The northeastern United States (NEUS) is a densely populated region with a number of major cities along the climatological storm track. Despite its economic and social importance, as well as the area’s vulnerability to flooding, there is significant uncertainty around future trends in extreme precipitation over the region. Here, we undertake a regional study of the projected changes in extreme precipitation over the NEUS through the end of the twenty-first century using an ensemble of high-resolution, dynamically downscaled simulations from the North American Coordinated Regional Climate Downscaling Experiment (NA-CORDEX) project. We find that extreme precipitation increases throughout the region, with the largest changes in coastal regions and smaller changes inland. These increases are seen throughout the year, although the smallest changes in extreme precipitation are seen in the summer, in contrast to earlier studies. The frequency of heavy precipitation also increases such that there are relatively fewer days with moderate precipitation and relatively more days with either no or strong precipitation. Averaged over the region, extreme precipitation increases by +3%–5% °C−1of local warming, with the largest fractional increases in southern and inland regions and occurring during the winter and spring seasons. This is lower than the +7% °C−1rate expected from thermodynamic considerations alone and suggests that dynamical changes damp the increases in extreme precipitation. These changes are qualitatively robust across ensemble members, although there is notable intermodel spread associated with models’ climate sensitivity and with changes in mean precipitation. Together, the NA-CORDEX simulations suggest that this densely populated region may require significant adaptation strategies to cope with the increase in extreme precipitation expected at the end of the next century.

    Significance Statement

    Observations show that the northeastern United States has already experienced increases in extreme precipitation, and prior modeling studies suggest that this trend is expected to continue through the end of the century. Using high-resolution climate model simulations, we find that coastal regions will experience large increases in extreme precipitation (+6.0–7.5 mm day−1), although there is significant intermodel spread in the trends’ spatial distribution and in their seasonality. Regionally averaged, extreme precipitation will increase at a rate of ∼2% decade−1. Our results also suggest that the frequency of extreme precipitation will increase, with the strongest storms doubling in frequency per degree of warming. These results, taken with earlier studies, provide guidance to aid in resiliency preparation and planning by regional stakeholders.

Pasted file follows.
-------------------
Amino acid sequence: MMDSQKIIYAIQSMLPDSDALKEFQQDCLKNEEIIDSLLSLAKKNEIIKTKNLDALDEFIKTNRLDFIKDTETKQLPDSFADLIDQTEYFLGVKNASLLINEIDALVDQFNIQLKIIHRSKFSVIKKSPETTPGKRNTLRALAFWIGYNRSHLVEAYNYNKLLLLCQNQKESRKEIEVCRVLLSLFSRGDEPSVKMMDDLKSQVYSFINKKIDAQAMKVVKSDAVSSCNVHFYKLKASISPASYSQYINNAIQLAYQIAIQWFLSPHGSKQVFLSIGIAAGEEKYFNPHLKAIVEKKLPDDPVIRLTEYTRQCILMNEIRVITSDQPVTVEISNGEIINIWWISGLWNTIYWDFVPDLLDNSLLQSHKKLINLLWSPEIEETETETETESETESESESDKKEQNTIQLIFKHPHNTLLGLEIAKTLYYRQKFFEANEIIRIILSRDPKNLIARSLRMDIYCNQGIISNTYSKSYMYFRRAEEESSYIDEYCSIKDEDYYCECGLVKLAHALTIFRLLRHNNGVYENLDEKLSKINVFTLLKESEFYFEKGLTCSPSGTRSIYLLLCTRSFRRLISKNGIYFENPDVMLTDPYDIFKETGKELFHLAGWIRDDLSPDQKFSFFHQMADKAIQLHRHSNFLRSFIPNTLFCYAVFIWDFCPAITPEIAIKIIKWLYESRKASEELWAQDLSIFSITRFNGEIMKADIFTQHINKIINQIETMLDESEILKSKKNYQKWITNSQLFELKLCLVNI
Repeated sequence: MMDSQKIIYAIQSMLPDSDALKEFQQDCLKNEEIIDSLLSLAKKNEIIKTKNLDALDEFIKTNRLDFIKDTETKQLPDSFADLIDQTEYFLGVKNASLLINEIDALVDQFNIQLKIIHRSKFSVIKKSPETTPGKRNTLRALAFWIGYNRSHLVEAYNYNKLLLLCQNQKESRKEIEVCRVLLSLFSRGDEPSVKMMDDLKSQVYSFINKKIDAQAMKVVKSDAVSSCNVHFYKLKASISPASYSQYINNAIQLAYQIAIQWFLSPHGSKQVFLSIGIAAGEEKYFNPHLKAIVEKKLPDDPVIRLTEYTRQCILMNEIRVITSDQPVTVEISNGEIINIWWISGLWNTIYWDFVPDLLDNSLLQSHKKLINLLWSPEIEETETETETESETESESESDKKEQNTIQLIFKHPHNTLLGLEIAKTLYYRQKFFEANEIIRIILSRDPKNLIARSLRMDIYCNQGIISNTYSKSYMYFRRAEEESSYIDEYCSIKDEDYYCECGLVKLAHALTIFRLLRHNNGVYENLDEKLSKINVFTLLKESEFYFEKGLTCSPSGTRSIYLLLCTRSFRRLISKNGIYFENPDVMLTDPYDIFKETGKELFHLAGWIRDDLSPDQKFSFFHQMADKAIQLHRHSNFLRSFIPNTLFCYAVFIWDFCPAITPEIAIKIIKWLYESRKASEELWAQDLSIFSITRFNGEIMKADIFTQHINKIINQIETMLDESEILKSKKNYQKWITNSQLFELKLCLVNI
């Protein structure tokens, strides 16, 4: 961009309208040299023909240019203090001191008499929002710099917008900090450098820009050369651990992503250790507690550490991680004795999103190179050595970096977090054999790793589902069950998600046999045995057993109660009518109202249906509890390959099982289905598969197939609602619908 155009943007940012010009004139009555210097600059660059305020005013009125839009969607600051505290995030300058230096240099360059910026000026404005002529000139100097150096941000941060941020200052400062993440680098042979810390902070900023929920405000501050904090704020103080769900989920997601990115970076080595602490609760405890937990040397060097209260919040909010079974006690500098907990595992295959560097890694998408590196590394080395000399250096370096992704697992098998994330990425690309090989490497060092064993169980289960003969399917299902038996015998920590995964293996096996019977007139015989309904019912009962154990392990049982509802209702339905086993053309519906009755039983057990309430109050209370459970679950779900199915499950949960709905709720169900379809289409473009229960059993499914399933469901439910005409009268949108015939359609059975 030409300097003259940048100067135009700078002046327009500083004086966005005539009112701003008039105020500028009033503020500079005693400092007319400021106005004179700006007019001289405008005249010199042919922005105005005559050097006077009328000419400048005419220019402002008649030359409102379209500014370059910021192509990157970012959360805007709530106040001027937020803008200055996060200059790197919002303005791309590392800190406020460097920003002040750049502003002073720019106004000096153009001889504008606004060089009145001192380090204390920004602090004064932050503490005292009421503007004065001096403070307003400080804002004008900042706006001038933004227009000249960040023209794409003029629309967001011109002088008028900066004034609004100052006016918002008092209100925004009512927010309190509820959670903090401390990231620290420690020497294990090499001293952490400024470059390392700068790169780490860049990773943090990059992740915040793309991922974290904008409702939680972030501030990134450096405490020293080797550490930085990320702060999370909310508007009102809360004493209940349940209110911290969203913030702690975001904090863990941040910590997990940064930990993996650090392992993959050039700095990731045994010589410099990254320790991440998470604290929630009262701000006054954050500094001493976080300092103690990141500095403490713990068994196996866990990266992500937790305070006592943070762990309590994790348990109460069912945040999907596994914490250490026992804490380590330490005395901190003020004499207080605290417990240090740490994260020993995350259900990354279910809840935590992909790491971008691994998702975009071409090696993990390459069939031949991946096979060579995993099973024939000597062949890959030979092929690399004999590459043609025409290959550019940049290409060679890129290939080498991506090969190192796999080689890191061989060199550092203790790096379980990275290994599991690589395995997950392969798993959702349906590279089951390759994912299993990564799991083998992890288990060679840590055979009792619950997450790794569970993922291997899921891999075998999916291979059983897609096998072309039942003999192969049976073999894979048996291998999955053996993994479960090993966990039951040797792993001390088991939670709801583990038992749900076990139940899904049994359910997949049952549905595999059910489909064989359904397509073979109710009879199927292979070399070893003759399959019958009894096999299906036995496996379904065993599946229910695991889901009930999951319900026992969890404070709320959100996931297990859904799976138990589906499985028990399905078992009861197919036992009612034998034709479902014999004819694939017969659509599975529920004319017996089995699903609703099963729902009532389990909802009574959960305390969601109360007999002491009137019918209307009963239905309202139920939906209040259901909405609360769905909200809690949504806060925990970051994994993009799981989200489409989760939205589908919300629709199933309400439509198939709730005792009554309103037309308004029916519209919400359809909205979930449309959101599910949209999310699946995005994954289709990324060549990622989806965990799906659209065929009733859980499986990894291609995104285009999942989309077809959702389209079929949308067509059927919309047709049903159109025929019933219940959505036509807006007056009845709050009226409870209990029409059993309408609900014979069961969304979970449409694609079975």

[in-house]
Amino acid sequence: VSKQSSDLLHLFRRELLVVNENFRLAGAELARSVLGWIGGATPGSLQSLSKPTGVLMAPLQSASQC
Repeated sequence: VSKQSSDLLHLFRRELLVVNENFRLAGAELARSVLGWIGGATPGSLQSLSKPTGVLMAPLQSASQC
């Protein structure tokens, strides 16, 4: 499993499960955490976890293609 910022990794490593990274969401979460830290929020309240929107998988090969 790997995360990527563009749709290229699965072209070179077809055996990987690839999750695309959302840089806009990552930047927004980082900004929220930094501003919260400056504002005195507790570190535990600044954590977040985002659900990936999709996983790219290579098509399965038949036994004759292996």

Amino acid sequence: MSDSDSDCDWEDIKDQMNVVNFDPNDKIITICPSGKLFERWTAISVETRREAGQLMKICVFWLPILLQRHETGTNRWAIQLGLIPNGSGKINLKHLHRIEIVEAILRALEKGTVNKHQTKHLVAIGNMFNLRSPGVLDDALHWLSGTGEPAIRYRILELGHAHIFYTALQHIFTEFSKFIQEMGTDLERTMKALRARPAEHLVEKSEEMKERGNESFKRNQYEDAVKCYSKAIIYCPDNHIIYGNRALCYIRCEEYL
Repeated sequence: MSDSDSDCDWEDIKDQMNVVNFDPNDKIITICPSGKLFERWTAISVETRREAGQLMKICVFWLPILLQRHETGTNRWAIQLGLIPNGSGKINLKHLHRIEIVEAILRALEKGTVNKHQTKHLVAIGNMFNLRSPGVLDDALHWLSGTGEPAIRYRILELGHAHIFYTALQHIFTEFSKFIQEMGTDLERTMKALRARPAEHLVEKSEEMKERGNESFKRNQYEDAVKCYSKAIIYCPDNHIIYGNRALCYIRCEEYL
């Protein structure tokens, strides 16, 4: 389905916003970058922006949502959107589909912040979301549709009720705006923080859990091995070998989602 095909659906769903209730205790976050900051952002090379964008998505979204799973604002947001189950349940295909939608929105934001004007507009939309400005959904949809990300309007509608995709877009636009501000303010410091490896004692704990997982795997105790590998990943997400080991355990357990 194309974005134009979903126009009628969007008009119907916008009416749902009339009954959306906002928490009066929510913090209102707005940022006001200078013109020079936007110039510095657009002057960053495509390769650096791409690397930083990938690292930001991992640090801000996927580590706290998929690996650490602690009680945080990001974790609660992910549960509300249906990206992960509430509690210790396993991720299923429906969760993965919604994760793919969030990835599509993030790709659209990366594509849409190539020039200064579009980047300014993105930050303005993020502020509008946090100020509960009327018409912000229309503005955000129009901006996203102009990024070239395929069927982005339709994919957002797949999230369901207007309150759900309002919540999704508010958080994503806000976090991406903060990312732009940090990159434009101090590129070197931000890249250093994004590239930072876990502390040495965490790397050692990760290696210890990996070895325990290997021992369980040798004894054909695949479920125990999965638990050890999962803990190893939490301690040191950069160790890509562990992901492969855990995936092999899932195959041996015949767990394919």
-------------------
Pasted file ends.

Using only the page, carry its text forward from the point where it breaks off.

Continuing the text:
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  3. The factors controlling the present-day pattern of temperature variance are poorly understood. In particular, it is unclear why the variance of wintertime near-surface temperatures on daily and synoptic time scales is roughly twice as high over North America as over Eurasia. In this study, continental geometry’s role in shaping regional wintertime temperature variance is investigated using idealized climate model simulations run with midlatitude continents of different shapes. An isolated, rectangular midlatitude continent suggests that in the absence of other geographic features, the highest temperature variance will be located in the northwest of the continent, roughly collocated with the region of largest meridional temperature gradients, and just north of the maximum near-surface wind speeds. Simulations with other geometries, mimicking key features of North America and Eurasia, investigate the impacts of continental length and width, sloping coastlines, and inland bodies of water on regional temperature variance. The largest effect comes from tapering the northwest corner of the continent, similar to Eurasia, which substantially reduces the maximum temperature variance. Narrower continents have smaller temperature variance in isolation, implying that the high variances over North America must be due to the nonlocal influence of stationary waves. Support for this hypothesis is provided by simulations with two midlatitude continents, which show how continental geometry and stationary waves can combine to shape regional temperature variance.